The Zendian problem. Mapping the networks.

This post is about my attempt to solve the Zendian problem. It shows my initial work on mapping the communications networks used in exercise. Don’t click “Continue reading” if you want to avoid spoilers.

Mapping the communications networks essentially means figuring out who speaks with who and establishing relationships between parties. While by itself it probably will not reveal any secrets, the information might become useful later.

There was several approaches that i could take – i could write program that would group callsigns that are used.  Or i could try doing it with text editor and notepad. Looking over the messages one callsign jumped out immediately – ZZZ, so I wrote it down and started writing callsigns it spoke to around it.

To keep track of what i am doing, i made copy of the original message file and started cuting all messages involving ZZZ callsign to seperate file.

After I ran out of ZZZ’s I continued by searching the next callsign that was involved in communication, noting down any new callsigns that appeared. And so on until i ran out of callsigns.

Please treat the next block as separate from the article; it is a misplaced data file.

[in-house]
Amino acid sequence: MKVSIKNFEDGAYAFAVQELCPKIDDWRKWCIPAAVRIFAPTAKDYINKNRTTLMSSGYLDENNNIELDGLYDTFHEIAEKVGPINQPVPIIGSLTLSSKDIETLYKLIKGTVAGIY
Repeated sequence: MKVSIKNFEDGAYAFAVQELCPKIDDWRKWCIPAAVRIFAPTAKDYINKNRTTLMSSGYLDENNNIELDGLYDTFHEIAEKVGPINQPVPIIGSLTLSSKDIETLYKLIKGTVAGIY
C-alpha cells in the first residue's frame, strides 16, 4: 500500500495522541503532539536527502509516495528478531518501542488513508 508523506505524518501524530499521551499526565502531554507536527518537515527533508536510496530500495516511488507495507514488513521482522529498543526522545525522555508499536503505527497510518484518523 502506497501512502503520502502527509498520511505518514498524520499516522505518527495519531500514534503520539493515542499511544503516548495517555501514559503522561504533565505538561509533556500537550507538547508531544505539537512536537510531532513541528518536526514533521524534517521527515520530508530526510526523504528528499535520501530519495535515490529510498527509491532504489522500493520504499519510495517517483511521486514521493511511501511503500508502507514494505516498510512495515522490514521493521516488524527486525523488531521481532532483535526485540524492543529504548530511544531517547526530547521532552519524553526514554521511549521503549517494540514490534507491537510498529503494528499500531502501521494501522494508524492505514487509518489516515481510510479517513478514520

There are few things to notice about this group (that i named group #1): ZZZ sometimes sends message to itself. Also MAL looks pretty lonely – having sent just one message to LLZ. They could have been destroyed, or maybe it was error of some sort. Hopefully i will find it out at some point.

As there was messages remaining in file I was cutting from, I began new file and started group #2. It took me a good part of evening, as most of communication and most of callsigns were in this group. However by cutting and pasting manually, I spent lot of time looking at messages and noticed  few things about them that can be used in further research.

– Stations tended to use the same discriminant (the first group of letters, as noted in wikipedia page) when sending traffic.
– When searching for OWN callsign, message number 00161 jumped out by having three instances of this combination of letters in the message body.  It turns out several messages have more than one OWN in them, interestingly most sharing EGBGE discriminant.
– In some messages there are mistakes – instead of XXX DE YYY (to XXX from YYY) there is XXX DI YYY and similar. They could be made either by missending or mishearing letter from morse or from making typo.
– The header with numbers tend to have pattern when station are sending messages out. Some numbers are increasing, indicating that it could be serial number.

I haven’t mapped group 2 out yet, but i finished rest of the smaller groups.